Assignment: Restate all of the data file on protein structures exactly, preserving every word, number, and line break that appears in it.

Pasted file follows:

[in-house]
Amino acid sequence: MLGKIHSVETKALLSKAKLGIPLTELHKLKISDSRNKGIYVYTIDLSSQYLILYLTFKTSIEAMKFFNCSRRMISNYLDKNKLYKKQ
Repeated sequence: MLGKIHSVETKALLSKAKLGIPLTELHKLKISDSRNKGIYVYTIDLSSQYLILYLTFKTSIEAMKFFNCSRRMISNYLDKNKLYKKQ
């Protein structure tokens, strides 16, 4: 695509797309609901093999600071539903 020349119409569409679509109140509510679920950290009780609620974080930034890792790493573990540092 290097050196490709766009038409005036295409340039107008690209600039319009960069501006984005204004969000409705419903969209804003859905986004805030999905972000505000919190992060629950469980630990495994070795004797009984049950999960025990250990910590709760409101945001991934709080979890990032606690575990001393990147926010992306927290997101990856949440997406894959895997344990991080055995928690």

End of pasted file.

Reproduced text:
[in-house]
Amino acid sequence: MLGKIHSVETKALLSKAKLGIPLTELHKLKISDSRNKGIYVYTIDLSSQYLILYLTFKTSIEAMKFFNCSRRMISNYLDKNKLYKKQ
Repeated sequence: MLGKIHSVETKALLSKAKLGIPLTELHKLKISDSRNKGIYVYTIDLSSQYLILYLTFKTSIEAMKFFNCSRRMISNYLDKNKLYKKQ
């Protein structure tokens, strides 16, 4: 695509797309609901093999600071539903 020349119409569409679509109140509510679920950290009780609620974080930034890792790493573990540092 290097050196490709766009038409005036295409340039107008690209600039319009960069501006984005204004969000409705419903969209804003859905986004805030999905972000505000919190992060629950469980630990495994070795004797009984049950999960025990250990910590709760409101945001991934709080979890990032606690575990001393990147926010992306927290997101990856949440997406894959895997344990991080055995928690």